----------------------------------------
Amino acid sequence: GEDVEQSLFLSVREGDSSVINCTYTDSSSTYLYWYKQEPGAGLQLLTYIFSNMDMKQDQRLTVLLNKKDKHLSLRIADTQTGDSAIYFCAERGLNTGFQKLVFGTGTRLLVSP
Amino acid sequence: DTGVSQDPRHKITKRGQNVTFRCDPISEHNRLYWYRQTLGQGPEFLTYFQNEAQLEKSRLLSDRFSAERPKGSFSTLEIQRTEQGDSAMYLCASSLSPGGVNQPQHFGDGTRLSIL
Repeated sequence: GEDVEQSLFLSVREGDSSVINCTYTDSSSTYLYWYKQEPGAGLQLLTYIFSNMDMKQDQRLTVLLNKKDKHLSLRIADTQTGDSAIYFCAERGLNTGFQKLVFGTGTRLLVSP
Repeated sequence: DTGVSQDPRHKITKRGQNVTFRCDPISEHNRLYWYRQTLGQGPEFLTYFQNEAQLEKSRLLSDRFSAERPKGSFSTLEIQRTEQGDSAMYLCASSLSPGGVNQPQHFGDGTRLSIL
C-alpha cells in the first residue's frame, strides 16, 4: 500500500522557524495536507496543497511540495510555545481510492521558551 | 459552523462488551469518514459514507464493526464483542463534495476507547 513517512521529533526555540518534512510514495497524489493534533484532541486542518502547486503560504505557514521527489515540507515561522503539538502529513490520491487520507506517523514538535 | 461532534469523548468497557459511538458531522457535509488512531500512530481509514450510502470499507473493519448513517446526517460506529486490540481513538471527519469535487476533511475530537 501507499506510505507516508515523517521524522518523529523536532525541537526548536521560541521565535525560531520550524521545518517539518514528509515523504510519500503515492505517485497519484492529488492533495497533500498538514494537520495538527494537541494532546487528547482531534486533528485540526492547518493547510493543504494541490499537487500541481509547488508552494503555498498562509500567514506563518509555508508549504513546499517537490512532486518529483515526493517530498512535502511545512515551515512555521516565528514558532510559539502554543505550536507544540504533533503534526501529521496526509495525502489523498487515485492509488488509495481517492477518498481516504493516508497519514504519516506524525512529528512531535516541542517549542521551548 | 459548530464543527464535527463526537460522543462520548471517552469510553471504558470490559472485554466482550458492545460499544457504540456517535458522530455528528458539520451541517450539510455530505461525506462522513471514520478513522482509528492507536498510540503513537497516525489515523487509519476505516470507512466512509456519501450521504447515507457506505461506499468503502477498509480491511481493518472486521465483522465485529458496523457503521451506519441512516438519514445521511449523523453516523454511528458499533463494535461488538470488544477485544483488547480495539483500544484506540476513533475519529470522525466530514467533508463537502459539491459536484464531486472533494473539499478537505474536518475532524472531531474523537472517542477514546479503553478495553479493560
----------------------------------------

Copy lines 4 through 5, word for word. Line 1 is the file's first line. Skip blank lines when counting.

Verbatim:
Repeated sequence: DTGVSQDPRHKITKRGQNVTFRCDPISEHNRLYWYRQTLGQGPEFLTYFQNEAQLEKSRLLSDRFSAERPKGSFSTLEIQRTEQGDSAMYLCASSLSPGGVNQPQHFGDGTRLSIL
C-alpha cells in the first residue's frame, strides 16, 4: 500500500522557524495536507496543497511540495510555545481510492521558551 | 459552523462488551469518514459514507464493526464483542463534495476507547 513517512521529533526555540518534512510514495497524489493534533484532541486542518502547486503560504505557514521527489515540507515561522503539538502529513490520491487520507506517523514538535 | 461532534469523548468497557459511538458531522457535509488512531500512530481509514450510502470499507473493519448513517446526517460506529486490540481513538471527519469535487476533511475530537 501507499506510505507516508515523517521524522518523529523536532525541537526548536521560541521565535525560531520550524521545518517539518514528509515523504510519500503515492505517485497519484492529488492533495497533500498538514494537520495538527494537541494532546487528547482531534486533528485540526492547518493547510493543504494541490499537487500541481509547488508552494503555498498562509500567514506563518509555508508549504513546499517537490512532486518529483515526493517530498512535502511545512515551515512555521516565528514558532510559539502554543505550536507544540504533533503534526501529521496526509495525502489523498487515485492509488488509495481517492477518498481516504493516508497519514504519516506524525512529528512531535516541542517549542521551548 | 459548530464543527464535527463526537460522543462520548471517552469510553471504558470490559472485554466482550458492545460499544457504540456517535458522530455528528458539520451541517450539510455530505461525506462522513471514520478513522482509528492507536498510540503513537497516525489515523487509519476505516470507512466512509456519501450521504447515507457506505461506499468503502477498509480491511481493518472486521465483522465485529458496523457503521451506519441512516438519514445521511449523523453516523454511528458499533463494535461488538470488544477485544483488547480495539483500544484506540476513533475519529470522525466530514467533508463537502459539491459536484464531486472533494473539499478537505474536518475532524472531531474523537472517542477514546479503553478495553479493560